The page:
• Helps the traders to understand the importance of price, time and volume.

• Helps Intraday traders and short term traders to effectively understand their trading competition and to understand. 

Nature of Intraday Market Behaviour

• The Pure Trend Day is a day that opens on one extreme, makes directional movement throughout the day (with small balances), and closes at the other extreme.

• Double Distribution Trend Day, where the market opens on one extreme and closes on the other, but the directional conviction is not consistent throughout the day.

• The Pure Balance Day, or what is also referred to as a range-bound or non-trend day, is a day where there is very little sustained directional movement. 

• The Normal Variation Day is a day in which the market extends the first hour opening range to one side or the other. By definition, this type of makes either its high or low of the day in the first hour of trading.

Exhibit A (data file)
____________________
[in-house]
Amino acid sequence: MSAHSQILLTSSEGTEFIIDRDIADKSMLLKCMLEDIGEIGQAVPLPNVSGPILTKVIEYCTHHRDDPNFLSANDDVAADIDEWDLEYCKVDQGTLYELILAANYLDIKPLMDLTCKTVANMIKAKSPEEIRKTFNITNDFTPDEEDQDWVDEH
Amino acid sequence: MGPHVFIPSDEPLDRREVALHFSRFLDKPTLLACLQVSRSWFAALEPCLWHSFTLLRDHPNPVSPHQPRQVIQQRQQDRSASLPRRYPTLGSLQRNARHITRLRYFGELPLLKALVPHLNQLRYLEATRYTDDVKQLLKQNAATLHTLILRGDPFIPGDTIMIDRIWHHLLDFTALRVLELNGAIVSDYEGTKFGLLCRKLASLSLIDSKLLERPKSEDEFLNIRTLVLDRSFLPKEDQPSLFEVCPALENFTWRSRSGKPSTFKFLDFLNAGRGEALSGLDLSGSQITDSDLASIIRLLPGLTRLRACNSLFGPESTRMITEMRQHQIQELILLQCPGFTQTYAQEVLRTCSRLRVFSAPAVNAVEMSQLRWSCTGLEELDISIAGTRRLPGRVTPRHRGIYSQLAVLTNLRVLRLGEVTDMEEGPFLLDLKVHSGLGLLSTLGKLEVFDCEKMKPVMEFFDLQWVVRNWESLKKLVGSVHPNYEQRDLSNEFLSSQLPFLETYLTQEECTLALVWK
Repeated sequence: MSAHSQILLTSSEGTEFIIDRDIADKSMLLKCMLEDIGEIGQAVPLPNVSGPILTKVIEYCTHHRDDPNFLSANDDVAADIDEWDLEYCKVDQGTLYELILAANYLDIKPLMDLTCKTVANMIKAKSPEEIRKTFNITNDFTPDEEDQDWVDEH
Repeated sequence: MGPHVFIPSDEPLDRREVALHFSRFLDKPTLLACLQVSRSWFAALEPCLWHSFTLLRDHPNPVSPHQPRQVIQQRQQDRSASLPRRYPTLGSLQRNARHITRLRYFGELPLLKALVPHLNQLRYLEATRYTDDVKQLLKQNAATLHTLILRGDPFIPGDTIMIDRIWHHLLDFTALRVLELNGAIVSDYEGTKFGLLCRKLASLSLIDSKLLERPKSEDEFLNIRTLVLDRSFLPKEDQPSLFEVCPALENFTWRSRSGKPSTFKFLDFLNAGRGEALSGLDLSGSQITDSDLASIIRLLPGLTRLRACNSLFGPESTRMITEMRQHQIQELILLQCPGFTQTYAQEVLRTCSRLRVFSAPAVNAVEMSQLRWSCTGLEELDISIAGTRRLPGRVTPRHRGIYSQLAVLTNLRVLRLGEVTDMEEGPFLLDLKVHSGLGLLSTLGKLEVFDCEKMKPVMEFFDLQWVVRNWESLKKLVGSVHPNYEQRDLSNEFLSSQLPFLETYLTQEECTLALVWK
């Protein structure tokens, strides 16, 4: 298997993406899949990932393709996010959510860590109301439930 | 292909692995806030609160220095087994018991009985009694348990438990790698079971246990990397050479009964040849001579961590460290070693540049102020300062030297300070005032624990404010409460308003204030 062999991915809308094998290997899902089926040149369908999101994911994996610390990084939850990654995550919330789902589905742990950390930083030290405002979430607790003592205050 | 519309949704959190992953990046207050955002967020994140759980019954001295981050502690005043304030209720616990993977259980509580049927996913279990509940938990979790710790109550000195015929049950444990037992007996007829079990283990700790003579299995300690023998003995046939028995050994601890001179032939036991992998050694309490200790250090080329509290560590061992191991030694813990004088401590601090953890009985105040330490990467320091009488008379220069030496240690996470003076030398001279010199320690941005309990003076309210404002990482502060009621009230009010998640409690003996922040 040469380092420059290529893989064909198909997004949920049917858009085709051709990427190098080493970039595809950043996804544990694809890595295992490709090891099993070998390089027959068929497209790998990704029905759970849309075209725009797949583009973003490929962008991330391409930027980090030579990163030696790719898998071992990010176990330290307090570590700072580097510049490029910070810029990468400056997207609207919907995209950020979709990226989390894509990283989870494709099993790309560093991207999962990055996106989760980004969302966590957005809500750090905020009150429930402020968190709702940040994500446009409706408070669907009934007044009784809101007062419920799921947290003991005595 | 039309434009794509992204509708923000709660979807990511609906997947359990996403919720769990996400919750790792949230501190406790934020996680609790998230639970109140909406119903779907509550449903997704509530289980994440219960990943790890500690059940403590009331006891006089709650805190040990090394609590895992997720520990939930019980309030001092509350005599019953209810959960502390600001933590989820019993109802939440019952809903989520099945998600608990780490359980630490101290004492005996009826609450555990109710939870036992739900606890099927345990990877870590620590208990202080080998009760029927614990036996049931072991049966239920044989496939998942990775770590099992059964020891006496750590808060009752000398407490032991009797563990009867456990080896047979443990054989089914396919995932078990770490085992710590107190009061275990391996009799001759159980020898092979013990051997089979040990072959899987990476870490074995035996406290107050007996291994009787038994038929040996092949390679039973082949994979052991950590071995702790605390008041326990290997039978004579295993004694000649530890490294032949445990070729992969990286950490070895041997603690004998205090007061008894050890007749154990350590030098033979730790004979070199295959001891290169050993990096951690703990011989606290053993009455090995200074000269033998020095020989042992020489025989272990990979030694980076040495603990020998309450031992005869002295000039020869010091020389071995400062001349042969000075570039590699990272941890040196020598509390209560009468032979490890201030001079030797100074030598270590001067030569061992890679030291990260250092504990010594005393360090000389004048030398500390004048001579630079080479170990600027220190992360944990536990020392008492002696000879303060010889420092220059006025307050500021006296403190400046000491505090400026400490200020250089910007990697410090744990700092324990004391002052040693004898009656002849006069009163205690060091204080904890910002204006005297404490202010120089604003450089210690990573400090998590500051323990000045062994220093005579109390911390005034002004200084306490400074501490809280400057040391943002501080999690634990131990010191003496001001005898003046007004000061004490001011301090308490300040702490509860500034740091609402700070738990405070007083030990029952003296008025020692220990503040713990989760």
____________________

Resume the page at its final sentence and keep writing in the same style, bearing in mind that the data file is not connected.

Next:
• The first hour opening range is a key reference period, because often the institutions are most active in this period and tend to set the tone early on.

• The Neutral Day is a day in which the market extends to both sides of the first hour opening range. Both buyers and sellers take turns being in control, and the end result is often a day which ends up neutral overall.
















Open Range Breakout (ORB)

• The opening range is simply the high and low of a given period after the market opens.

• This period is generally the first 30 minutes or the first hour of trading.